March 19, 2012 – Lawrence Tribune
By Paul Tennant email@example.com
NORTH ANDOVER — During her growing up years in Buffalo, N.Y., Karen Kline showed no signs of becoming a poet.
When she went to college, she majored in biology.
“I had no interest in poetry,” she said. Yet the selectmen recently named her North Andover’s poet laureate. Her tenure will begin July 1 and she said she will continue to do what she has been doing in this town for more than a decade: Promoting a love for poetry, especially among young people……
Read entire story: North Andover’s new poet laureate does a mighty pen wield
March 16, 2012 – North Andover Citizen
North Andover’s literary tradition carries on.
Local poet and community volunteer Karen Kline will be named North Andover’s third poet laureate this July, continuing on the 360-year-long poetic legacy.
Kline, one of the founding members of the town’s poet laureate program, learned of her nomination and selection last month during a Board of Selectmen meeting. Selectmen approved of Kline’s new position, which will go into effect on July 1.
Read entire story: Kline named poet laureate – North Andover, MA – North Andover Citizen
Jan 21, 2011 – North Andover Citizen
Karen Kline wants North Andover residents to harvest their heritage.
For the longtime supporter of the arts, the 400th anniversary of the birth of poet Anne Dudley Bradstreet, offers an enticing opportunity to raise awareness of Bradstreet’s trailblazing work and the time she spent living in North Andover’s Old Center.
Kline, of North Andover, is spearheading plans for several events to coincide with Bradstreet’s 400th birthday in 2012.
Bradstreet was the first published U.S. woman poet. She was born in 1612 in England. She arrived in Salem with her family in 1630, part of a contingent of Puritans, led by Gov. John Winthrop.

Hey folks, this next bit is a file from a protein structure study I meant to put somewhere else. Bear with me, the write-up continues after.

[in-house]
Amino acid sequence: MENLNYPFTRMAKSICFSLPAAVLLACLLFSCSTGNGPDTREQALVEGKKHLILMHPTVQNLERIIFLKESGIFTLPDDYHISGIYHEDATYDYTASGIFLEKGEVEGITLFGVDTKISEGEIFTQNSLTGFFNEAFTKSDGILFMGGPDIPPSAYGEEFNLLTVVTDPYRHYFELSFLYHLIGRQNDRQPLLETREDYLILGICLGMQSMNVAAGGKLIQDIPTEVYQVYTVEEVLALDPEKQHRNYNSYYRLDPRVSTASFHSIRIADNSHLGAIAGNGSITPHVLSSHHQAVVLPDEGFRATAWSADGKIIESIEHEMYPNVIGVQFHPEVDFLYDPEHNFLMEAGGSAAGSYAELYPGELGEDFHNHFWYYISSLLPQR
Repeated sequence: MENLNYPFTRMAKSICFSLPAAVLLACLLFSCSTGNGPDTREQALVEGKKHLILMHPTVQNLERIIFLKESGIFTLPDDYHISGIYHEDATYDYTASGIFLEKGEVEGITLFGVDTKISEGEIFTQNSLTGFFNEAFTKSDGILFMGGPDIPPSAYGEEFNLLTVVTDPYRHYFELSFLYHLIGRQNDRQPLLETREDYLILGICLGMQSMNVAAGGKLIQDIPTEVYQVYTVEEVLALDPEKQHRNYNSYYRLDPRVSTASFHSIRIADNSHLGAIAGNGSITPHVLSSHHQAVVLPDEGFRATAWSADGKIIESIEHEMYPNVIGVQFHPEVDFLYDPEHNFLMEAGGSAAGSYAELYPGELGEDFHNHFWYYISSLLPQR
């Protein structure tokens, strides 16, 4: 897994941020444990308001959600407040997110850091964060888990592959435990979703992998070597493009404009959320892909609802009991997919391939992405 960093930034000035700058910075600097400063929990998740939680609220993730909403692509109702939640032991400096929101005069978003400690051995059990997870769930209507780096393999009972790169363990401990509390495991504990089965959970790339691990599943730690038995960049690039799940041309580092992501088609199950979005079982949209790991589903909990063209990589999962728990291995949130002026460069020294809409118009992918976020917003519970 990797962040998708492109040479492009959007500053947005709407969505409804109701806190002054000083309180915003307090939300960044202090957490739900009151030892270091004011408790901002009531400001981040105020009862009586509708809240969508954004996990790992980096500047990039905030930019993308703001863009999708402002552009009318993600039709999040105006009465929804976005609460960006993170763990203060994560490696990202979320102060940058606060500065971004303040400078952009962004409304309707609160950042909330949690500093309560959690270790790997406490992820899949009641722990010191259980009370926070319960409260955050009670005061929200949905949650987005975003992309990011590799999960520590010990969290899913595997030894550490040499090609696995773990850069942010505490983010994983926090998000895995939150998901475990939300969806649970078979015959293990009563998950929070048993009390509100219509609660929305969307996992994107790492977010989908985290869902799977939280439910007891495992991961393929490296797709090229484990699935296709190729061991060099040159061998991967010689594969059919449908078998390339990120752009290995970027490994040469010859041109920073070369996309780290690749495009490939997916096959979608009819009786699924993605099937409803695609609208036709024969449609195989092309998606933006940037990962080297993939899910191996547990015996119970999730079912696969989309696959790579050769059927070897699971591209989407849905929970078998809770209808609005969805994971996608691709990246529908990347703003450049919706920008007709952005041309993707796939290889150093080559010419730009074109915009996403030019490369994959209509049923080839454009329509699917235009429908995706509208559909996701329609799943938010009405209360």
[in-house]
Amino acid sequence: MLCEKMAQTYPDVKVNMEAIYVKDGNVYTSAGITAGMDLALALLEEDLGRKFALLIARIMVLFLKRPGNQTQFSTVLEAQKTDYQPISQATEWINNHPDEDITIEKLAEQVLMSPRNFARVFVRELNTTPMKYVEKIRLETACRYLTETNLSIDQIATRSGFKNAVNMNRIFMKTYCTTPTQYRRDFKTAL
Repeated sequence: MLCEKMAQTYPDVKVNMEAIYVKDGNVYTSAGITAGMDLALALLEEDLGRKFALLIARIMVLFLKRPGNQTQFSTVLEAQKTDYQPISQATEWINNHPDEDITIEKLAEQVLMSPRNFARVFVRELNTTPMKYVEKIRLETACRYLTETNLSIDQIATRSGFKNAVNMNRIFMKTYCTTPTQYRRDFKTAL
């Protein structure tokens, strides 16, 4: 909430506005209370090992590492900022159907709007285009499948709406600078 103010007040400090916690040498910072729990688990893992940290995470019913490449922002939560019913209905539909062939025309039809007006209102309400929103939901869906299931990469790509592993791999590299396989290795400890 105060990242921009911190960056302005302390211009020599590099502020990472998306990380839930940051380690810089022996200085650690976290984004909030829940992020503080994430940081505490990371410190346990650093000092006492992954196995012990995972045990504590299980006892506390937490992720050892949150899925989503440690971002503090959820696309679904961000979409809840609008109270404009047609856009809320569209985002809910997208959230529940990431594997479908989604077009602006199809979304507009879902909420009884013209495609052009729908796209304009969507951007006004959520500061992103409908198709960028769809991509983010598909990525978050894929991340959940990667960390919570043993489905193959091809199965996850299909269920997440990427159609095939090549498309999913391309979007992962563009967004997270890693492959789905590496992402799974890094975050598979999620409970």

Bradstreet and family settled in Charlestown and Boston, then Cambridge, where her father and husband were involved with the founding of Harvard College. (The Bradstreet Gate there is named in her honor).
Bradstreet came to what was then still called Andover after also living in Ipswich, where she felt at home in a community that enjoyed reading and literature, according to Kline. “She moved to Ipswich very happily because every single home in the town had large libraries,” Kline said.
Bradstreet was unique in being a well-educated literate woman, she said, who carved out time for her writing in between being a wife and mother of eight in the often-harsh conditions of the colonies.
“She is a woman that did things that women weren’t supposed to do at that time,” she said. “A woman wasn’t supposed to read anything but the Bible, and a woman was never supposed to write.”
Kline said she believes Bradstreet is deserving of a place of honor in U.S. history and the arts. She said she is often, sadly, overlooked, or just not that well known. Kline is working to change that. She sees the birthday activities as part of those efforts and she said she is enlisting other supporters to help make this a reality.